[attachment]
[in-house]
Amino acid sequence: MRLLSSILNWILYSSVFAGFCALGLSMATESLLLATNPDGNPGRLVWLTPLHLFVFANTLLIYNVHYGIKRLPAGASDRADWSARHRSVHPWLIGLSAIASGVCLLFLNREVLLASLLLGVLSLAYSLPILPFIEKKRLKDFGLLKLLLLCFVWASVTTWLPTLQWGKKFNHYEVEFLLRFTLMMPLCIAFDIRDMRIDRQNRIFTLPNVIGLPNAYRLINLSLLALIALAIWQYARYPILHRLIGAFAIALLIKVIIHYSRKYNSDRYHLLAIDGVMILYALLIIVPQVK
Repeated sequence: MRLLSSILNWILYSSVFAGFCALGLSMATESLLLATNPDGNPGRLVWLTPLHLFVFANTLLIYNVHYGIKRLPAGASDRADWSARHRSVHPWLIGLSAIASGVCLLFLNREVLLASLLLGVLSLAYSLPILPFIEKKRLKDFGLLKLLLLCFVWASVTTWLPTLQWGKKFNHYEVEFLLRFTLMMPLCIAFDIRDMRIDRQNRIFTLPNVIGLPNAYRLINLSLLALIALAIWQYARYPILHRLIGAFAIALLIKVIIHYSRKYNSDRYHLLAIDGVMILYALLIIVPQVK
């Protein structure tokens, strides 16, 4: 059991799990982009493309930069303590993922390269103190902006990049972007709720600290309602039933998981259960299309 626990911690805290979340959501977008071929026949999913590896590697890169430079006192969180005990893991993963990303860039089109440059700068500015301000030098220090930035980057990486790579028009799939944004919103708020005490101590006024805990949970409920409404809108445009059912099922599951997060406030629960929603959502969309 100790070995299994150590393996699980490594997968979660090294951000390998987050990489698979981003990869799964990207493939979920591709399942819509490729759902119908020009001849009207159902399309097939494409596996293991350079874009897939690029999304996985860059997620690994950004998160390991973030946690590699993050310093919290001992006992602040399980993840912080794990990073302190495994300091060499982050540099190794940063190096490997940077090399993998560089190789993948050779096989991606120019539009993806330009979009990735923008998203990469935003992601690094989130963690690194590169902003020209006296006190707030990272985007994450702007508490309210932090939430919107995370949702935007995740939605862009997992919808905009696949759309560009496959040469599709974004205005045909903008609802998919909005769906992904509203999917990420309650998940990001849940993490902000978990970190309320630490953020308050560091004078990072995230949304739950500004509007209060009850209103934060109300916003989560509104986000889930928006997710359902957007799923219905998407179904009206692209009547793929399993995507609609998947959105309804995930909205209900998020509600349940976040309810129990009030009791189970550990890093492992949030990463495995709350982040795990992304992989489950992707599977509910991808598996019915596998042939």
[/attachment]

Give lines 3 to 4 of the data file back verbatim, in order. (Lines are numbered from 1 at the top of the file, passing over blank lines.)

Repeated sequence: MRLLSSILNWILYSSVFAGFCALGLSMATESLLLATNPDGNPGRLVWLTPLHLFVFANTLLIYNVHYGIKRLPAGASDRADWSARHRSVHPWLIGLSAIASGVCLLFLNREVLLASLLLGVLSLAYSLPILPFIEKKRLKDFGLLKLLLLCFVWASVTTWLPTLQWGKKFNHYEVEFLLRFTLMMPLCIAFDIRDMRIDRQNRIFTLPNVIGLPNAYRLINLSLLALIALAIWQYARYPILHRLIGAFAIALLIKVIIHYSRKYNSDRYHLLAIDGVMILYALLIIVPQVK
């Protein structure tokens, strides 16, 4: 059991799990982009493309930069303590993922390269103190902006990049972007709720600290309602039933998981259960299309 626990911690805290979340959501977008071929026949999913590896590697890169430079006192969180005990893991993963990303860039089109440059700068500015301000030098220090930035980057990486790579028009799939944004919103708020005490101590006024805990949970409920409404809108445009059912099922599951997060406030629960929603959502969309 100790070995299994150590393996699980490594997968979660090294951000390998987050990489698979981003990869799964990207493939979920591709399942819509490729759902119908020009001849009207159902399309097939494409596996293991350079874009897939690029999304996985860059997620690994950004998160390991973030946690590699993050310093919290001992006992602040399980993840912080794990990073302190495994300091060499982050540099190794940063190096490997940077090399993998560089190789993948050779096989991606120019539009993806330009979009990735923008998203990469935003992601690094989130963690690194590169902003020209006296006190707030990272985007994450702007508490309210932090939430919107995370949702935007995740939605862009997992919808905009696949759309560009496959040469599709974004205005045909903008609802998919909005769906992904509203999917990420309650998940990001849940993490902000978990970190309320630490953020308050560091004078990072995230949304739950500004509007209060009850209103934060109300916003989560509104986000889930928006997710359902957007799923219905998407179904009206692209009547793929399993995507609609998947959105309804995930909205209900998020509600349940976040309810129990009030009791189970550990890093492992949030990463495995709350982040795990992304992989489950992707599977509910991808598996019915596998042939």